• Government Departments: Social workers who work for government departments may focus on particular populations, such as veterans, the disabled, or the elderly, to help them find and use government aid. They may also work for departments that specialize in providing temporary aid to people experiencing short-lived yet acute hardship.

MSW Salaries by Social Work Profession

While the BLS provides salary information for different social work careers, actual salaries vary greatly by location, as well as by an applicants’ level of professional experience. Social work licensure and the type of industry can also impact the earnings of individuals in this field. Though variance in salaries is inevitable across social work jobs, the BLS does provide useful national averages of the annual earnings of social workers in various fields (Note: The following salary values are mean averages of national BLS data):

  • Healthcare Social Workers earned a mean annual wage of $52,520 in 2013. The top 10% of earners in this field had an average salary of $75,140 per year, while the bottom 10% of earners had an average annual salary of $31,790.
  • Child, Family, and School Social Workers earned a mean annual salary of $46,060 in 2013. The top 10% of earners for this profession earned an annual salary of $72,350, while the bottom 10% of earners had an average salary of $27,420 per year.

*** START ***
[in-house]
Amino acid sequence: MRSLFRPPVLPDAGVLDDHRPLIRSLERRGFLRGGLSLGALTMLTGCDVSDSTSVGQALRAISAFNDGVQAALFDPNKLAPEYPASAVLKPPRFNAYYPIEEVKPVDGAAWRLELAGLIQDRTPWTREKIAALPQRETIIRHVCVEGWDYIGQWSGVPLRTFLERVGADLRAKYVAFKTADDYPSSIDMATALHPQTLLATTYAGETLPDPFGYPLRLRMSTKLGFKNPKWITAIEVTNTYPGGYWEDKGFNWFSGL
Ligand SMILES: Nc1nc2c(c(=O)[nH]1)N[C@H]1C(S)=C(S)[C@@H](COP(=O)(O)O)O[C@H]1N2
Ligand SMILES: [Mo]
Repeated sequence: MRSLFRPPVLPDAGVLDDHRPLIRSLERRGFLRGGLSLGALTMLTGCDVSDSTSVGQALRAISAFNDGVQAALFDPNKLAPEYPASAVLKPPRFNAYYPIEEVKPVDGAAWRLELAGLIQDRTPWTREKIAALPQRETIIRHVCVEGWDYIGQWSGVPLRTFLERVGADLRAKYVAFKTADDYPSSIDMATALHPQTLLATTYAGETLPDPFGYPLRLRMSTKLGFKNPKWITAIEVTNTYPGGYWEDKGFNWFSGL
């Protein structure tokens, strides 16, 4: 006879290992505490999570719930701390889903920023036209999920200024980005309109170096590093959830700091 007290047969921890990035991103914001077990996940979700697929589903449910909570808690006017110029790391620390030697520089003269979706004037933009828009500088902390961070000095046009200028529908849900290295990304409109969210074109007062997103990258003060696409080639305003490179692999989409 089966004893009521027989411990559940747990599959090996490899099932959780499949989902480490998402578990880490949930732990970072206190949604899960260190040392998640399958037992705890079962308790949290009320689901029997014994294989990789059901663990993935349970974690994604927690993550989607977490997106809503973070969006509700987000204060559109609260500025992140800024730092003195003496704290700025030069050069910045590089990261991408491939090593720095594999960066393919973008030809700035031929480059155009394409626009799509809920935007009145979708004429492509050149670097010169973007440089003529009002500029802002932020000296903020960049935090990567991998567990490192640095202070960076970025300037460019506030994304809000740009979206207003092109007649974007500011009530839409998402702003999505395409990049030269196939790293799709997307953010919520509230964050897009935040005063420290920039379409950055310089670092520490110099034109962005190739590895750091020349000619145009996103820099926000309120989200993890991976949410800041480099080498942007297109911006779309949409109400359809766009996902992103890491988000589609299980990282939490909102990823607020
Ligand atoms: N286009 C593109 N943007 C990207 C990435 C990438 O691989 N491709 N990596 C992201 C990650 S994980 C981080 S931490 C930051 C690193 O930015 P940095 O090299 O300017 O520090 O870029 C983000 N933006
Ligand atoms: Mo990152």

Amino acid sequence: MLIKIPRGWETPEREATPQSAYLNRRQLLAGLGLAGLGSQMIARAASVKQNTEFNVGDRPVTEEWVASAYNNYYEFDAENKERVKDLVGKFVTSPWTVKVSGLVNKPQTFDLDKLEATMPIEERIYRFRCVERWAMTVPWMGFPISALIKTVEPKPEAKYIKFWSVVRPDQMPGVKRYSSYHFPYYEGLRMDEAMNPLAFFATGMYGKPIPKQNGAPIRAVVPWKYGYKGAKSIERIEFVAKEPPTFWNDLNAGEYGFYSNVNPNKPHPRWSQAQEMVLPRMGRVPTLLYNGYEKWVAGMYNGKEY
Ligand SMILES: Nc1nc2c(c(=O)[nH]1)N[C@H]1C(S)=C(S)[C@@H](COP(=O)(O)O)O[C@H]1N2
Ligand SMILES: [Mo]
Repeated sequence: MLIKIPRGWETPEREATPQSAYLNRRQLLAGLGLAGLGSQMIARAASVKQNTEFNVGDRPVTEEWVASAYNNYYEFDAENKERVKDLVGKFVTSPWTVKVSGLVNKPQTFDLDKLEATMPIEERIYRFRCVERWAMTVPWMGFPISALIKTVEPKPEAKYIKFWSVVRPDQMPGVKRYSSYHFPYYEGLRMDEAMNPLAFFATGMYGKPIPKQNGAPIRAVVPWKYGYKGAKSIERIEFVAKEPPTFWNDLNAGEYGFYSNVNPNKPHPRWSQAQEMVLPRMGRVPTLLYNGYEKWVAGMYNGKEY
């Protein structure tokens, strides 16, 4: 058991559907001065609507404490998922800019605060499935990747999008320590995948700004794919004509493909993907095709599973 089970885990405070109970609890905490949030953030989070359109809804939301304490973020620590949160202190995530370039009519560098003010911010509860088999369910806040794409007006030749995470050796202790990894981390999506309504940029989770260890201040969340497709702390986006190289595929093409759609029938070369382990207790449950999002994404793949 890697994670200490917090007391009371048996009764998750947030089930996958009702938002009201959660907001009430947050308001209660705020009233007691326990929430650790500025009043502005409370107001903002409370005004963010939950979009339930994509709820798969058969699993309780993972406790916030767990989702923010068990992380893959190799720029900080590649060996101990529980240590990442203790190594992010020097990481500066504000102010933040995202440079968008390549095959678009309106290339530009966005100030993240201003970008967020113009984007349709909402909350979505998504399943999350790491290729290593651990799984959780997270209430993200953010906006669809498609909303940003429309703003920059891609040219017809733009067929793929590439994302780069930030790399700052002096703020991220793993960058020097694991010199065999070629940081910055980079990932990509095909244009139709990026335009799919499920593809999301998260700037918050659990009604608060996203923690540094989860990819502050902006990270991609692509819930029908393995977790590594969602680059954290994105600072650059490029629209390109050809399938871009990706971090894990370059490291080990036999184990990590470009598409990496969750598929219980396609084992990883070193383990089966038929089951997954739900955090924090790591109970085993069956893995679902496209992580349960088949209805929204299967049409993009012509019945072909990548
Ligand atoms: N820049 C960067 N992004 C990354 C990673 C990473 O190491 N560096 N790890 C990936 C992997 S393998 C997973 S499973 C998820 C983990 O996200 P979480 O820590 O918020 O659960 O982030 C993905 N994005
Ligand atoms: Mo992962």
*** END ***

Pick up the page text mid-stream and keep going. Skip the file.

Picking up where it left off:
• Mental Health and Substance Abuse Social Workers earned, on average, $44,420 annually in 2013. The top 10% of earners in this field had an average annual salary of $69,290, while the bottom 10% of earners took home $25,650 per year, on average.
  • Social Workers, All Other, which includes social workers working at social advocacy organizations, emergency services and relief aid, government departments, and other organizations that did not fall into the categories of healthcare, child and family, and mental health and substance abuse social work, earned a mean annual wage of $56,060. The top 10% of earners in this category took home an average of $81,770 per year, while the bottom 10% of earners took home $31,690 annually.

Salaries for Social Workers Across Different Industries

Social worker salaries tend to vary by industry. Additionally, prospective MSW students should note that the highest paying industries for social workers might not be the industries with the most available jobs. For example, consider the variance between the national annual mean wages of healthcare social workers in the top paying industries for their profession, versus the salaries of healthcare social workers in the industries with the highest employment levels (Note: The following salary values are mean averages of national BLS data):

Salaries and Number of Jobs for Healthcare Social Workers in the Top Paying Industries:

  • Health and Personal Care Stores: $72,840 (jobs estimate N/A)
  • Specialty (except Psychiatric and Substance Abuse) Hospitals: $62,280 (2,040 jobs)